The untold story of April’s welfare cuts: the combined impacts

440,000 families will lose £16.90 a week as they are hit by both the bedroom tax and cuts to council tax support.

A great deal of attention has been paid to the many individual changes to social security that are taking place this month. Not known are the combined impacts – when individuals and households get hit by numerous changes. It is a notable omission that no official estimates of the overlap between different reforms have been published. Our research, published today, tries to fill that gap.

We have analysed four major changes. Three of them are “absolute” cuts: the bedroom tax; the replacement of council tax benefit by council tax support; and the overall benefit cap (which is being piloted this month, with the aim of full rollout by September). All of these will result in a reduction of the amount of money these households have to spend on everything else. Additionally, the uprating of out of work benefits and some elements of tax credits by only 1 per cent, below the level of inflation (2.7 per cent), will result in a cut in real terms for those families receiving such benefits.

The headline figures show that 2.6 million families are affected by at least one of the three absolute benefit cuts, and 440,000 are affected by more than one. Almost two thirds (63 per cent) of the families affected by an absolute cut in benefit have also seen a fall in real terms to other benefits.

The biggest single group of losers from this month’s absolute cuts are those being hit by change to council tax benefit only, some 2 million families. Their average loss per week is around £2.60, but most will lose out additionally from a below-inflation increase in benefits. The smallest group to lose out are those being hit by the Household Benefit Cap: around 50,000 families. The average loss per week for these families is huge, however – some £93 per week.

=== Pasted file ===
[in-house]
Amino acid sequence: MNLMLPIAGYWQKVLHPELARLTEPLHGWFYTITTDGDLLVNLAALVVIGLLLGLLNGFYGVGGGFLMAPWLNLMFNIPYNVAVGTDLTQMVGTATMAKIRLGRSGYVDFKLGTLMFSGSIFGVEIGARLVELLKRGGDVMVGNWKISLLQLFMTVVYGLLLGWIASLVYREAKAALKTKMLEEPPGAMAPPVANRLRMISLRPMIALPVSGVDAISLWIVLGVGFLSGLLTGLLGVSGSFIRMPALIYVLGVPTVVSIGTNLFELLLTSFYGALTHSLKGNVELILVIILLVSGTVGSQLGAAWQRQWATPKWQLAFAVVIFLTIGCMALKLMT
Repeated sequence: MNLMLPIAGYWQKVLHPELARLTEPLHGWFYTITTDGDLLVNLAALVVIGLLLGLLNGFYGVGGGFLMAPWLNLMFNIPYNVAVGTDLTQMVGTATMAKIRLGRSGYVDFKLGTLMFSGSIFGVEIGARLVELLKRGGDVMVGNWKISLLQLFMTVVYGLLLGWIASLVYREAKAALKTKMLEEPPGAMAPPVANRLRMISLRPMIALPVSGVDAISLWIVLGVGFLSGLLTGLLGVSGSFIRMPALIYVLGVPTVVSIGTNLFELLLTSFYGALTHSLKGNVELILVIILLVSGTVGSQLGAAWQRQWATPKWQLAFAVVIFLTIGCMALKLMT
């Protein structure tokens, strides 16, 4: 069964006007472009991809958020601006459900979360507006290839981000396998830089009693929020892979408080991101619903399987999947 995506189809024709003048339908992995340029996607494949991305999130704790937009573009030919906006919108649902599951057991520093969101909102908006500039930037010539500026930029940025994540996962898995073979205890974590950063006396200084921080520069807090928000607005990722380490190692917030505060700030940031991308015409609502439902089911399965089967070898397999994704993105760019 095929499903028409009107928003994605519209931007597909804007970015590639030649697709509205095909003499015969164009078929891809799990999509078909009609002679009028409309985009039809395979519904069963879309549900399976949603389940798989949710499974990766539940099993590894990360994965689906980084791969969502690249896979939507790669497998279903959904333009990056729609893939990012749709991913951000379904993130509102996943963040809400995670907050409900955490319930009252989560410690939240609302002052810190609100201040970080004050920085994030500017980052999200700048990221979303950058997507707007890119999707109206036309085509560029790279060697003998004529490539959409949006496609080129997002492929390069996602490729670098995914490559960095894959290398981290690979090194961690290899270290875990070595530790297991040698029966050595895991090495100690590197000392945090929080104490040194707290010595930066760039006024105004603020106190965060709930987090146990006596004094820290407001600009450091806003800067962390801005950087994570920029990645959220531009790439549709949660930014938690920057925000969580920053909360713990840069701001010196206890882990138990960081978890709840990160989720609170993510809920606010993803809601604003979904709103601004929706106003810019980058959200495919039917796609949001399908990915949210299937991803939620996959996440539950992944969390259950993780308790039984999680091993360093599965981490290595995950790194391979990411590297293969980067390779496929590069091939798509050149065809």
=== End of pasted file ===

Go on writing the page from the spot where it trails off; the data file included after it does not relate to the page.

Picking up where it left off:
Those families hit by the bedroom tax are likely to be hit by other changes as well. More than two thirds of them will also lose out through changes in council tax benefit – around 440,000 families. The average loss in weekly income for these families is £16.90, which is 20 per cent higher than the individual bedroom tax cut. Around 320,000 of those hit by both changes, more than 7 out of 10, will also see a cut in real terms in the value of their benefits as a result of the 1 per cent uprating.

These changes inevitably hit those on lowest incomes. Sixty three per cent of those hit by any of the reforms are already in poverty, which rises to 67 per cent of those affected by both the bedroom tax and council tax benefit changes. Seventy five per cent of families hit by a single cut and 82 per cent losing out from both are workless.

Around half of the families losing out have a disabled adult, and a third of these adults receive Disability Living Allowance (DLA). Some of these families might be hit again by the transfer from DLA to the Personal Independence Payment, as 20 per cent are expected to lose their entitlement entirely under the changes, according to the DWP Impact Assessment.